Mn is an essential element, but may become neurotoxic at high levels. Recent reports of high Mn levels in hair of children with neurodevelopmental deficits suggest that these deficits could be due to Mn-induced neurotoxic effects on brain dopamine (DA) systems, although the mechanism is not well understood. Infant formulas contain considerably higher concentrations of Mn than human milk. Thus, formula-fed infants are exposed to high levels of Mn at a time when Mn homeostasis is incompletely developed. We studied the effects of dietary Mn supplementation of rat pups on tissue Mn accumulation, brain dopamine levels, infant neurodevelopmental status, and behavior at maturity. Newborn rats were supplemented daily with 0, 50, 250, or 500 μg Mn given orally from day 1 to day 20. Mineral analysis of small intestine and brain at day 14 showed a significant increase of tissue Mn in supplemented rats. Neurodevelopmental tests conducted at various ages showed significant delays as a function of Mn supplementation. At day 32, there was a significant positive relationship between passive avoidance errors and Mn supplementation levels. Brains of animals killed on day 40 showed a significant inverse relationship between Mn supplementation level and striatal dopamine concentration. These observations suggest that dietary exposure to high levels of Mn during infancy can be neurotoxic to rat pups and result in developmental deficits.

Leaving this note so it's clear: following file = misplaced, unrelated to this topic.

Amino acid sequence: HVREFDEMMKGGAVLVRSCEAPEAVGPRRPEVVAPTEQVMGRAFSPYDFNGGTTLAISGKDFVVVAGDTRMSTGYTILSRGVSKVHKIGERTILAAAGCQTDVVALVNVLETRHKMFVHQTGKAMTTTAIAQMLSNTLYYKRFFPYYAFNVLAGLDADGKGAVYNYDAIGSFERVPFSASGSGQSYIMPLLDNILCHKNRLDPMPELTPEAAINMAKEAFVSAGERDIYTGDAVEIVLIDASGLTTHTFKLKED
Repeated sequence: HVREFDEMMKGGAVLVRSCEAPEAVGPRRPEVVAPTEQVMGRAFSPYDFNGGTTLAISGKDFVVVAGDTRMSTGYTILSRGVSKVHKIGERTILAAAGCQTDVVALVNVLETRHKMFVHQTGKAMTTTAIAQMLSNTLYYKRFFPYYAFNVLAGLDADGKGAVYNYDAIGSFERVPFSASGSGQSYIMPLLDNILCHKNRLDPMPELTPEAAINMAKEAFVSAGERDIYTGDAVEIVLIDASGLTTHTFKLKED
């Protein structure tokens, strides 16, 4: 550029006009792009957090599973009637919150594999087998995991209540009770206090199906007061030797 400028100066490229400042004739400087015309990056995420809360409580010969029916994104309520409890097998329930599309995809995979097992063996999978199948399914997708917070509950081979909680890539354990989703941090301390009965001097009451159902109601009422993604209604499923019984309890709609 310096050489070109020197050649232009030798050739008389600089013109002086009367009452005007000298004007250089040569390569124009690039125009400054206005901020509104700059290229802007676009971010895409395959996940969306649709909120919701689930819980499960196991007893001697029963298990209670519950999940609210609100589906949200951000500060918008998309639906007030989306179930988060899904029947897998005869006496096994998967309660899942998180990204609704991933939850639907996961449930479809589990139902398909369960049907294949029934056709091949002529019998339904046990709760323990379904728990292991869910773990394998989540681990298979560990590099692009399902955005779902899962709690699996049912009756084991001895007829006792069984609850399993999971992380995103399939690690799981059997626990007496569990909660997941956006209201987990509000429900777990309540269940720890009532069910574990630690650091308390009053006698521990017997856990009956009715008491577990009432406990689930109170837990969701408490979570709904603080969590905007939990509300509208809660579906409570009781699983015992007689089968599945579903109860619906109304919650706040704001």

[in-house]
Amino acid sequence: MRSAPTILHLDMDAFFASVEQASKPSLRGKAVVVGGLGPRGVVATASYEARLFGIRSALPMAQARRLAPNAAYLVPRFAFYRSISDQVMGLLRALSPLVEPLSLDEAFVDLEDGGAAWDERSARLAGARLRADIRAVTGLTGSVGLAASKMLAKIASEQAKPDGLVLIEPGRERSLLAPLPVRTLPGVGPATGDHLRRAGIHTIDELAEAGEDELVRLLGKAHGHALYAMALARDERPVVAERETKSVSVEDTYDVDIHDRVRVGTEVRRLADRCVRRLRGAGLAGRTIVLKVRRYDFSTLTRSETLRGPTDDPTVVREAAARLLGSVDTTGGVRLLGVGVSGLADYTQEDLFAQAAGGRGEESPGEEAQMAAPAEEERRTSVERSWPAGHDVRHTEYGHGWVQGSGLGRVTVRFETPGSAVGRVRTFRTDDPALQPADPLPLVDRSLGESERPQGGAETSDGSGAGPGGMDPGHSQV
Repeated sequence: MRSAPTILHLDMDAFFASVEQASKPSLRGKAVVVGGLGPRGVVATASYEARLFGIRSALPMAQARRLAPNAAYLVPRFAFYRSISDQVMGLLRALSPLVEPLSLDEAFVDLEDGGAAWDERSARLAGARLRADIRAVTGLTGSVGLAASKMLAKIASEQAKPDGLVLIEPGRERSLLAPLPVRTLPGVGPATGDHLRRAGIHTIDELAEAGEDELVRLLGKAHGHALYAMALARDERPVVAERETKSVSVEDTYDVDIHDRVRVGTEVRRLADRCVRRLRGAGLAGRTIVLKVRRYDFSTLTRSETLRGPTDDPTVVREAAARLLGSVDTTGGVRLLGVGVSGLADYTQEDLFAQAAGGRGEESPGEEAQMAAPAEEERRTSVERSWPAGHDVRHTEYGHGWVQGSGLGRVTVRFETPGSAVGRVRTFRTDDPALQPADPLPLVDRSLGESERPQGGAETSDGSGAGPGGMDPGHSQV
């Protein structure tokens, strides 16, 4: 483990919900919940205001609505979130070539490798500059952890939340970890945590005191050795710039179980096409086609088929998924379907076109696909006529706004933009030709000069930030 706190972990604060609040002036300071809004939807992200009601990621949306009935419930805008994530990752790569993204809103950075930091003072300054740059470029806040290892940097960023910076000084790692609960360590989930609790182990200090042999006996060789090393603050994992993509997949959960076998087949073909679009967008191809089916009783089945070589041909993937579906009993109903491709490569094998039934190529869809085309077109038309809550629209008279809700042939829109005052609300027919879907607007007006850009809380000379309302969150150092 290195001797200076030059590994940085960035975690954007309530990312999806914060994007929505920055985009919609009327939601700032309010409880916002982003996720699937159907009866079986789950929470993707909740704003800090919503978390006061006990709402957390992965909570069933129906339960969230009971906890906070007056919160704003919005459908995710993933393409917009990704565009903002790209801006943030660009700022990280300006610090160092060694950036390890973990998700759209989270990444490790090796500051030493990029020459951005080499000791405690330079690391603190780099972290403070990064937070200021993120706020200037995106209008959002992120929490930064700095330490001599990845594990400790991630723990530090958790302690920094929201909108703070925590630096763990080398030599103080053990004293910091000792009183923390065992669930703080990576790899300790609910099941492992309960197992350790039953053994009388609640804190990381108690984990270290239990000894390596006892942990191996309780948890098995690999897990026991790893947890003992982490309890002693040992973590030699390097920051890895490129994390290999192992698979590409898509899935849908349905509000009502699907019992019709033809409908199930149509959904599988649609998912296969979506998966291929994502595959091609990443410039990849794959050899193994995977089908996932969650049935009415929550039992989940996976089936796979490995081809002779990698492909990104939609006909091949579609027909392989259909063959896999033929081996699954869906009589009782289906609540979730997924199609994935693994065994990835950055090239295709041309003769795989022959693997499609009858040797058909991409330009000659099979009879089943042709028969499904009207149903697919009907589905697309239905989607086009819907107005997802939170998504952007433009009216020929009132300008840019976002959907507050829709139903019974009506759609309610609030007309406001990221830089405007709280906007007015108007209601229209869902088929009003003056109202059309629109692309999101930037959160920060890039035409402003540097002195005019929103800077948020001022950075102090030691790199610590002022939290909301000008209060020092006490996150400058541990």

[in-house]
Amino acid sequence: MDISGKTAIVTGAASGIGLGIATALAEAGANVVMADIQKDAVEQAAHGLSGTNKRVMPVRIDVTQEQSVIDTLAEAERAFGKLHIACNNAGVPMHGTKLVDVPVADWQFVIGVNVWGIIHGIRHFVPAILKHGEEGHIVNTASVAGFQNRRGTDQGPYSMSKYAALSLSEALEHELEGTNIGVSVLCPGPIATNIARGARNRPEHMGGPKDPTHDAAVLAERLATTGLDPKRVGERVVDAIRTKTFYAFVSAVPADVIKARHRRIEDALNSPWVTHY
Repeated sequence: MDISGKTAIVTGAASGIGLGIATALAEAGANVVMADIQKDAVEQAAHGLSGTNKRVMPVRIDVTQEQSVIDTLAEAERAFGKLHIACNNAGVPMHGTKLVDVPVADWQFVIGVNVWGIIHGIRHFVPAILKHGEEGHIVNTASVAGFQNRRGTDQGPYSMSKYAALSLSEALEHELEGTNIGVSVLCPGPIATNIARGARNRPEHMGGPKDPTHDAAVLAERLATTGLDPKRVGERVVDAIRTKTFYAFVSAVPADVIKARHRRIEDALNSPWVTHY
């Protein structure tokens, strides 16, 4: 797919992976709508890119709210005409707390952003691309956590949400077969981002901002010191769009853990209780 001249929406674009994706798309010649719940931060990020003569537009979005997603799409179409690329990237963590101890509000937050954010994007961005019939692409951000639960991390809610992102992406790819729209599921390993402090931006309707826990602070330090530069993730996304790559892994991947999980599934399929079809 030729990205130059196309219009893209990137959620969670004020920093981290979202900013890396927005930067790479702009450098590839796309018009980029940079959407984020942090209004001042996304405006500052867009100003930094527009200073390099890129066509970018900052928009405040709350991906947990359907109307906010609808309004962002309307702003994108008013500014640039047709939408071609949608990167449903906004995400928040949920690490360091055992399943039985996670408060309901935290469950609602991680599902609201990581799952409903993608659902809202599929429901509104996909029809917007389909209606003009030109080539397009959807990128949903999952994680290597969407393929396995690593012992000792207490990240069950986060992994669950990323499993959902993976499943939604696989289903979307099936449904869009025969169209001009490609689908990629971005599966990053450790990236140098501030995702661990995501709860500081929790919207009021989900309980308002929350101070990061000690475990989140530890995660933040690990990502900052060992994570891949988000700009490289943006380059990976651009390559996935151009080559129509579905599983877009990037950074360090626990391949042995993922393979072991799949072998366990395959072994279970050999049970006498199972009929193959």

- Trace minerals
ASJC Scopus subject areas
- Cellular and Molecular Neuroscience